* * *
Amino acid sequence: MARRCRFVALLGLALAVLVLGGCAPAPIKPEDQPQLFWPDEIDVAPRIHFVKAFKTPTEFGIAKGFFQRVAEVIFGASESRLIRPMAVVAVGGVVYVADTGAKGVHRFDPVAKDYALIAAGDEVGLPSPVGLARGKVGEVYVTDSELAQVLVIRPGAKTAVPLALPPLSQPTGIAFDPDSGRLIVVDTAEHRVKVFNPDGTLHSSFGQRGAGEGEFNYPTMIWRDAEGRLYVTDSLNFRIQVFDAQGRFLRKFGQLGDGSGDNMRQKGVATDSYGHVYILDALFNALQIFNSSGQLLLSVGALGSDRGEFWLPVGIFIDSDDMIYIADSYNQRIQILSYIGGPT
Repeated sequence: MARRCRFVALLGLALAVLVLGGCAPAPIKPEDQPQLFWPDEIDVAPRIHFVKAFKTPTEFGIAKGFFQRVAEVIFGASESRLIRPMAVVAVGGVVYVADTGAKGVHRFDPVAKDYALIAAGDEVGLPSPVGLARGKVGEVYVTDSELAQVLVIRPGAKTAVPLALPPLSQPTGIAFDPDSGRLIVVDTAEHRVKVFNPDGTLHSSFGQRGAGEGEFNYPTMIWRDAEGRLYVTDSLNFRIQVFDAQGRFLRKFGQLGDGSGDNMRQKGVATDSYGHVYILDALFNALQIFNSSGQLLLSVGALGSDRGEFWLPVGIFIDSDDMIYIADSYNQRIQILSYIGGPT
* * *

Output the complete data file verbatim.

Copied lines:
Amino acid sequence: MARRCRFVALLGLALAVLVLGGCAPAPIKPEDQPQLFWPDEIDVAPRIHFVKAFKTPTEFGIAKGFFQRVAEVIFGASESRLIRPMAVVAVGGVVYVADTGAKGVHRFDPVAKDYALIAAGDEVGLPSPVGLARGKVGEVYVTDSELAQVLVIRPGAKTAVPLALPPLSQPTGIAFDPDSGRLIVVDTAEHRVKVFNPDGTLHSSFGQRGAGEGEFNYPTMIWRDAEGRLYVTDSLNFRIQVFDAQGRFLRKFGQLGDGSGDNMRQKGVATDSYGHVYILDALFNALQIFNSSGQLLLSVGALGSDRGEFWLPVGIFIDSDDMIYIADSYNQRIQILSYIGGPT
Repeated sequence: MARRCRFVALLGLALAVLVLGGCAPAPIKPEDQPQLFWPDEIDVAPRIHFVKAFKTPTEFGIAKGFFQRVAEVIFGASESRLIRPMAVVAVGGVVYVADTGAKGVHRFDPVAKDYALIAAGDEVGLPSPVGLARGKVGEVYVTDSELAQVLVIRPGAKTAVPLALPPLSQPTGIAFDPDSGRLIVVDTAEHRVKVFNPDGTLHSSFGQRGAGEGEFNYPTMIWRDAEGRLYVTDSLNFRIQVFDAQGRFLRKFGQLGDGSGDNMRQKGVATDSYGHVYILDALFNALQIFNSSGQLLLSVGALGSDRGEFWLPVGIFIDSDDMIYIADSYNQRIQILSYIGGPT